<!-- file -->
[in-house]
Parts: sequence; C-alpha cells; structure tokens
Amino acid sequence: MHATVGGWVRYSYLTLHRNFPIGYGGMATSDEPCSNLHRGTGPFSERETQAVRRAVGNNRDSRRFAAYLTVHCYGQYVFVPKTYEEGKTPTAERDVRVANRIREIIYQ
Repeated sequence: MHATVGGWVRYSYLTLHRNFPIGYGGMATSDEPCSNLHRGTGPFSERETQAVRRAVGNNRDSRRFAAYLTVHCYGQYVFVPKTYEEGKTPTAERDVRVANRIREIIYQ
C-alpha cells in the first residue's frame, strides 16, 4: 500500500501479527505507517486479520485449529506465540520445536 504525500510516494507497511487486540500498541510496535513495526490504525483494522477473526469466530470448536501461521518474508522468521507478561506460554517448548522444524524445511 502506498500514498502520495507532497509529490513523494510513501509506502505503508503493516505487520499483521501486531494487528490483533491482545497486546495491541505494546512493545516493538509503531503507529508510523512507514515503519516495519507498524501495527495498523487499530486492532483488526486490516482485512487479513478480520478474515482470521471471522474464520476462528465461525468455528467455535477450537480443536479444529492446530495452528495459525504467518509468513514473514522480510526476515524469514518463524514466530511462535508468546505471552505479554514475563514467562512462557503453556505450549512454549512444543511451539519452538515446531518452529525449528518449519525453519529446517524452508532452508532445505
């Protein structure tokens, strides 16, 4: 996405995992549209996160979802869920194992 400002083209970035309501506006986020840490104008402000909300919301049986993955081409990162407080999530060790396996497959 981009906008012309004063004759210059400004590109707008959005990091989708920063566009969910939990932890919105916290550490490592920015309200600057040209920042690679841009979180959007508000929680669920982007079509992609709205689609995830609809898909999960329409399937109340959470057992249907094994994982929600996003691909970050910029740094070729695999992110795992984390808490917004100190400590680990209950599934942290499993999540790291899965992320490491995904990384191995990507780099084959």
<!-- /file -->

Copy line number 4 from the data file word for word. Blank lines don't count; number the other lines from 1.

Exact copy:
Repeated sequence: MHATVGGWVRYSYLTLHRNFPIGYGGMATSDEPCSNLHRGTGPFSERETQAVRRAVGNNRDSRRFAAYLTVHCYGQYVFVPKTYEEGKTPTAERDVRVANRIREIIYQ